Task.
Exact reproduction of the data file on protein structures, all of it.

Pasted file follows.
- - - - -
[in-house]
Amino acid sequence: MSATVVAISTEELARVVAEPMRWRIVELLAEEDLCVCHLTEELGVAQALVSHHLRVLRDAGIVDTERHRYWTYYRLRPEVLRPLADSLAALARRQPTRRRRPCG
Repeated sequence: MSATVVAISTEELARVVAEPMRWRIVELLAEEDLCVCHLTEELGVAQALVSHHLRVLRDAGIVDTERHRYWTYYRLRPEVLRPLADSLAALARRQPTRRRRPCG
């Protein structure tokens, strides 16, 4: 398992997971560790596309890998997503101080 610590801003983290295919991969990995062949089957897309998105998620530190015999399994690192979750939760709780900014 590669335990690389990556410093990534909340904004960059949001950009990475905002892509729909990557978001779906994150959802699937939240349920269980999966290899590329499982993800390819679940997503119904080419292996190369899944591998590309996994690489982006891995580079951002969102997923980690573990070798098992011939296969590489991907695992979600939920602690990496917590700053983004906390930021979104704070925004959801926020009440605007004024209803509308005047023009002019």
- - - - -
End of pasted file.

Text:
[in-house]
Amino acid sequence: MSATVVAISTEELARVVAEPMRWRIVELLAEEDLCVCHLTEELGVAQALVSHHLRVLRDAGIVDTERHRYWTYYRLRPEVLRPLADSLAALARRQPTRRRRPCG
Repeated sequence: MSATVVAISTEELARVVAEPMRWRIVELLAEEDLCVCHLTEELGVAQALVSHHLRVLRDAGIVDTERHRYWTYYRLRPEVLRPLADSLAALARRQPTRRRRPCG
């Protein structure tokens, strides 16, 4: 398992997971560790596309890998997503101080 610590801003983290295919991969990995062949089957897309998105998620530190015999399994690192979750939760709780900014 590669335990690389990556410093990534909340904004960059949001950009990475905002892509729909990557978001779906994150959802699937939240349920269980999966290899590329499982993800390819679940997503119904080419292996190369899944591998590309996994690489982006891995580079951002969102997923980690573990070798098992011939296969590489991907695992979600939920602690990496917590700053983004906390930021979104704070925004959801926020009440605007004024209803509308005047023009002019």